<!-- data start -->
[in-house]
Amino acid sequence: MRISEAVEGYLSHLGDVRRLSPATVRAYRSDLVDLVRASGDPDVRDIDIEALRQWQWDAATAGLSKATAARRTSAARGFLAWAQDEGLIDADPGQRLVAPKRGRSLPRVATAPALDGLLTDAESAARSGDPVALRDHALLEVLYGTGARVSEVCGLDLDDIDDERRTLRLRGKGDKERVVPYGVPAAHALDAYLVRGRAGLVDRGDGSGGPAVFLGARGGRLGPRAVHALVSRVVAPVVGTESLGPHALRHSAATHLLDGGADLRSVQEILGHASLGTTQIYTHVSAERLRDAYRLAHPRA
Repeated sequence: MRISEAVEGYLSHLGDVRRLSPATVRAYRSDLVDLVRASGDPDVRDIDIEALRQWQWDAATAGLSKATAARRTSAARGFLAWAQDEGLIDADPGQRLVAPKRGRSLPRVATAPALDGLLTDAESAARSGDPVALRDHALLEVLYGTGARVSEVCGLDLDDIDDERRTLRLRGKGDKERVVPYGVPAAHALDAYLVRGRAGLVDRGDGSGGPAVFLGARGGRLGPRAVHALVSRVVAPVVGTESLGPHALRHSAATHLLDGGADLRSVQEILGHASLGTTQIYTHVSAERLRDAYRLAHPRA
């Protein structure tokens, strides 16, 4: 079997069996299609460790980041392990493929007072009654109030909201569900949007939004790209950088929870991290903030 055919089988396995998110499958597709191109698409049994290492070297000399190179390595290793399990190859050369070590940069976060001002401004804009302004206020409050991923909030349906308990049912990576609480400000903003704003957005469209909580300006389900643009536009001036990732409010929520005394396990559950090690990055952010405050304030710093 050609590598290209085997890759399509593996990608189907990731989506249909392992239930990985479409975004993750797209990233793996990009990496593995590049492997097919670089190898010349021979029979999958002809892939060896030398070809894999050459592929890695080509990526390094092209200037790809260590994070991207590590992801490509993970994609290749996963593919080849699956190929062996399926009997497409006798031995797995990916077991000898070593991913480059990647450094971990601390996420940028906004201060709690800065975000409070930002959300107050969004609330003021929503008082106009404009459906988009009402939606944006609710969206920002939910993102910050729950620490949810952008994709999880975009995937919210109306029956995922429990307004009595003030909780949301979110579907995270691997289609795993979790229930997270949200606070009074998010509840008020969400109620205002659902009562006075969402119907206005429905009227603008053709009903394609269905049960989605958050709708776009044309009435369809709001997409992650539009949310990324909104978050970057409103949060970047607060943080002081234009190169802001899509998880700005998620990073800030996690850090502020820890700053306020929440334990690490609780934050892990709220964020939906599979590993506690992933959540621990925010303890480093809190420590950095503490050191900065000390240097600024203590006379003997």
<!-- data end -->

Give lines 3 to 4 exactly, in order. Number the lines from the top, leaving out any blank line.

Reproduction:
Repeated sequence: MRISEAVEGYLSHLGDVRRLSPATVRAYRSDLVDLVRASGDPDVRDIDIEALRQWQWDAATAGLSKATAARRTSAARGFLAWAQDEGLIDADPGQRLVAPKRGRSLPRVATAPALDGLLTDAESAARSGDPVALRDHALLEVLYGTGARVSEVCGLDLDDIDDERRTLRLRGKGDKERVVPYGVPAAHALDAYLVRGRAGLVDRGDGSGGPAVFLGARGGRLGPRAVHALVSRVVAPVVGTESLGPHALRHSAATHLLDGGADLRSVQEILGHASLGTTQIYTHVSAERLRDAYRLAHPRA
């Protein structure tokens, strides 16, 4: 079997069996299609460790980041392990493929007072009654109030909201569900949007939004790209950088929870991290903030 055919089988396995998110499958597709191109698409049994290492070297000399190179390595290793399990190859050369070590940069976060001002401004804009302004206020409050991923909030349906308990049912990576609480400000903003704003957005469209909580300006389900643009536009001036990732409010929520005394396990559950090690990055952010405050304030710093 050609590598290209085997890759399509593996990608189907990731989506249909392992239930990985479409975004993750797209990233793996990009990496593995590049492997097919670089190898010349021979029979999958002809892939060896030398070809894999050459592929890695080509990526390094092209200037790809260590994070991207590590992801490509993970994609290749996963593919080849699956190929062996399926009997497409006798031995797995990916077991000898070593991913480059990647450094971990601390996420940028906004201060709690800065975000409070930002959300107050969004609330003021929503008082106009404009459906988009009402939606944006609710969206920002939910993102910050729950620490949810952008994709999880975009995937919210109306029956995922429990307004009595003030909780949301979110579907995270691997289609795993979790229930997270949200606070009074998010509840008020969400109620205002659902009562006075969402119907206005429905009227603008053709009903394609269905049960989605958050709708776009044309009435369809709001997409992650539009949310990324909104978050970057409103949060970047607060943080002081234009190169802001899509998880700005998620990073800030996690850090502020820890700053306020929440334990690490609780934050892990709220964020939906599979590993506690992933959540621990925010303890480093809190420590950095503490050191900065000390240097600024203590006379003997």